From Mr Bernard J Barrel!
SIR — The proposal (Report, October 17) to remove Mary Queen of Scots from her resting place in the Lady Chapel at Westminster Abbey has a greater political than religious dimension.
Mary was first buried in a huge lead sarcophagus at Fotheringhay, and removed on the instructions of Elizabeth I to Peterborough Cathedral. In 1605 James I gave instructions for a monument to be built to honour his mother in Westminster Abbey. The scheme took over seven years to complete. On completion he ordered the removal of his mother's body to the crypt beneath the monument. During the next century a number of her descendants were laid to rest in the same vault. It would now prove almost impossible to remove her coffin without seriously disrupting the contents of the crypt, and dismantling the fragile choir stalls adjacent to it.
As a Catholic layman, and voluntary assistant/guide at the Abbey for 40 years, I see this proposal as a disservice to the cause of Church unity. It may be suggested that Mary was never afforded a Catholic burial, but at least it may be said that she rests in a chapel steeped in Catholic and Marian ambience. Mary had the misfortune to have lived in an age when religious persecution and strife were rampant throughout Scotland and England.
Scottish nationalism in its present phase seems determined to lay claim to all things Scottish: witness the return of the Stone of Scone in 1996, creating a precedent, and an attempt to re-write history. Where will this stop? Do we also disinter King James, Charles I and Charles II?
As for canonising Mary Stuart, she died because of political intrigue and alleged treason, Her Catholic faith is incidental to her eventual downfall. Her scandalous involvement in the deaths of Darnley and Riccio cannot be dismissed lightly, and remains an impediment to her Cause. To remove her body would be to destroy the context of what must surely be the finest monument of the Elizabethan and Jacobean age. King James, in setting up the entire scheme, not only did honour to his mother, but also gave due prominence to Scotland at a time when the United Kingdom was a distant dream. It is this political dimension that gives cause for concern. Let the Scots have independence if that is their objective, but do not destroy the heritage of two nations in the process.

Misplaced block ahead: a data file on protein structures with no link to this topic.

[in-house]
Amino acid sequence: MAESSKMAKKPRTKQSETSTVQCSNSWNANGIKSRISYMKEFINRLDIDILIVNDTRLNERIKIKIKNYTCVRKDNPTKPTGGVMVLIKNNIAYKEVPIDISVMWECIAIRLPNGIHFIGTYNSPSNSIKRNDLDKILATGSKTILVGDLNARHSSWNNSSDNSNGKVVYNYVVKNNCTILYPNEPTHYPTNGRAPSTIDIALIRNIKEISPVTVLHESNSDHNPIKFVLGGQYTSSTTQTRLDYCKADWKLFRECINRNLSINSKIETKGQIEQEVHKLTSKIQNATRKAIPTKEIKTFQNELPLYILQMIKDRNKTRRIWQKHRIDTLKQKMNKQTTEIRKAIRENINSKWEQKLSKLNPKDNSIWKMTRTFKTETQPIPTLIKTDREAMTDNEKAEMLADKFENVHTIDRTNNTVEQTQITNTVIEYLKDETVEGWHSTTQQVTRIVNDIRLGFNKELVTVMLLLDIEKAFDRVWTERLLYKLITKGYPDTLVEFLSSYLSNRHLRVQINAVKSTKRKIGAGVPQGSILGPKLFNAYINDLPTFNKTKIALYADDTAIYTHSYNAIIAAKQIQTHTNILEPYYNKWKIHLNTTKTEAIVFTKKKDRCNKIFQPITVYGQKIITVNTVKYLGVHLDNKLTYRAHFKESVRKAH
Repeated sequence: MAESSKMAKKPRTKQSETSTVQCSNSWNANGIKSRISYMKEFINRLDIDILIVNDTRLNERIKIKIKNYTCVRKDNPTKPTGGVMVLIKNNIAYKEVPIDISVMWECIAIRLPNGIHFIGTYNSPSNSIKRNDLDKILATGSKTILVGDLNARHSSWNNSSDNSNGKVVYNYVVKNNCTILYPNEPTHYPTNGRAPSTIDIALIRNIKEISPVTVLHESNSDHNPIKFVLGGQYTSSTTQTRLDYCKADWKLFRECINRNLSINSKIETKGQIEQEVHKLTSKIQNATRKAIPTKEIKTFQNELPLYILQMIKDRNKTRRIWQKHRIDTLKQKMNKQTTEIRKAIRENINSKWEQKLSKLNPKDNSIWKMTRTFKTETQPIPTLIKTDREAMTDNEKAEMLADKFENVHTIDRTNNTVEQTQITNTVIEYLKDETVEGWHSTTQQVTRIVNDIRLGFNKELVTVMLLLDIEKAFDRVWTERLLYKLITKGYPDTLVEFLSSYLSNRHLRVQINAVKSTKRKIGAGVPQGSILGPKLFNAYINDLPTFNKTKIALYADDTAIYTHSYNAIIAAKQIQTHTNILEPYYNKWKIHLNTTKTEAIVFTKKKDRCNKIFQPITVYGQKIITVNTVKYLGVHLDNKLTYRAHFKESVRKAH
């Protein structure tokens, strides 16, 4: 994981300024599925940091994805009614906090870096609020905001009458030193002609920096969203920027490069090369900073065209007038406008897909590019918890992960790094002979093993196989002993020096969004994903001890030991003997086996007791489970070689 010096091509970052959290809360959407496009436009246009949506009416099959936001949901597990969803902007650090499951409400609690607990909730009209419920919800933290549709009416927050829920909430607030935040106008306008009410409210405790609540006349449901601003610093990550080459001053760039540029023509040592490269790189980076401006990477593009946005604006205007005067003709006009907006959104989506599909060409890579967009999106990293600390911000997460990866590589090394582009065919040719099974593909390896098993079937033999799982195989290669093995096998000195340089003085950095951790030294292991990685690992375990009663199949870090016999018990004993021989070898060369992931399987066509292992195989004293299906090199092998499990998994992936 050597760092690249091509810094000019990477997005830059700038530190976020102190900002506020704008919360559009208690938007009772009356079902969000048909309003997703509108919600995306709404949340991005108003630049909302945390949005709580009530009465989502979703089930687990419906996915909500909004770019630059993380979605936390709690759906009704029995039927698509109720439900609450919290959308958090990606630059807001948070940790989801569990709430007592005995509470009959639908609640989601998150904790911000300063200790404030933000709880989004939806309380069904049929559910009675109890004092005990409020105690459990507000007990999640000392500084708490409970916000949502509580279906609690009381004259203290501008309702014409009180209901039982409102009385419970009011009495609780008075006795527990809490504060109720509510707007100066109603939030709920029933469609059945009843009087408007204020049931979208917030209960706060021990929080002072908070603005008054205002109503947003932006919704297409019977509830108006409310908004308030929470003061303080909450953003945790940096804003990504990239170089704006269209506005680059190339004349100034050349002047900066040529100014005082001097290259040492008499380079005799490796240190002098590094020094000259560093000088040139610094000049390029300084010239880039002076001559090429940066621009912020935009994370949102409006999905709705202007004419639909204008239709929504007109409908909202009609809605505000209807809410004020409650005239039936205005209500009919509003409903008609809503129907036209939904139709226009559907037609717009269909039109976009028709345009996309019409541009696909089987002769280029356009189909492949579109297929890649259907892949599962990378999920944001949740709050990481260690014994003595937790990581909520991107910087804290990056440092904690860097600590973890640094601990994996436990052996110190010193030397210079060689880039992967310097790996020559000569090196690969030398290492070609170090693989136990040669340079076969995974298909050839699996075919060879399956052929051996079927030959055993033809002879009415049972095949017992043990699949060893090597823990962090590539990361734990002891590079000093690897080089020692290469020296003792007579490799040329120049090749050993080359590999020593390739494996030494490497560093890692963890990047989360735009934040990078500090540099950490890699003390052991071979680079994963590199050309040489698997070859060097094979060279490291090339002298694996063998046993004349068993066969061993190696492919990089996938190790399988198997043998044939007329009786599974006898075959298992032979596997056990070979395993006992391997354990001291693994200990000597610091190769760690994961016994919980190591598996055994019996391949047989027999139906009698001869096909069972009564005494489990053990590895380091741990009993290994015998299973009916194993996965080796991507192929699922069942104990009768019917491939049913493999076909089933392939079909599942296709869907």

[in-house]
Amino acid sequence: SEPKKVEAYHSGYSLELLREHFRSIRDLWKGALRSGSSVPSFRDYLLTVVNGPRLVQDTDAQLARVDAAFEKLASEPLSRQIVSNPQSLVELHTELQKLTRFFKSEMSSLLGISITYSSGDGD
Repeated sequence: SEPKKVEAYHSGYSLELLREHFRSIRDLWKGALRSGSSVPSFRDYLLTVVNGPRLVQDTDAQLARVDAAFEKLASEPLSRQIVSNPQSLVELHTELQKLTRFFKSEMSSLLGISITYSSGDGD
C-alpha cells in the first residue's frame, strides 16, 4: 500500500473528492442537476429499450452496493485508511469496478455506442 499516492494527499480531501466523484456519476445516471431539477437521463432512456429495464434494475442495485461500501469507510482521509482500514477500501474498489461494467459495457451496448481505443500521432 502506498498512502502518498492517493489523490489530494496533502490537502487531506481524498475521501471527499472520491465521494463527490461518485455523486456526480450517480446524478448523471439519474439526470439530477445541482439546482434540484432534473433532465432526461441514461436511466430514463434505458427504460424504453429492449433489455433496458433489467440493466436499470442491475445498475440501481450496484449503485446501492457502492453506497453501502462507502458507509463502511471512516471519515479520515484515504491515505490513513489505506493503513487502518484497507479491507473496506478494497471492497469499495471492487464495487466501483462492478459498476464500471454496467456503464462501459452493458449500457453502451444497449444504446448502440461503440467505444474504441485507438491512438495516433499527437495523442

Westminster Abbey in its long history is the depositary of Catholic and Anglican history in equal measure. In no other great Christian building in England can you find numbers of Catholic and Protestant burials close together. It is the one great Benedictine house that was spared the iconoclasm of the Reformation, and remained a seat of pilgrimage throughout the times of religious turmoil. The Queen of Scots rests here alongside St Edward the Confessor, in tribute to the ecumenical character of this sacred place.
Yours faithfully, BERNARD BARRELL Homchurch, Essex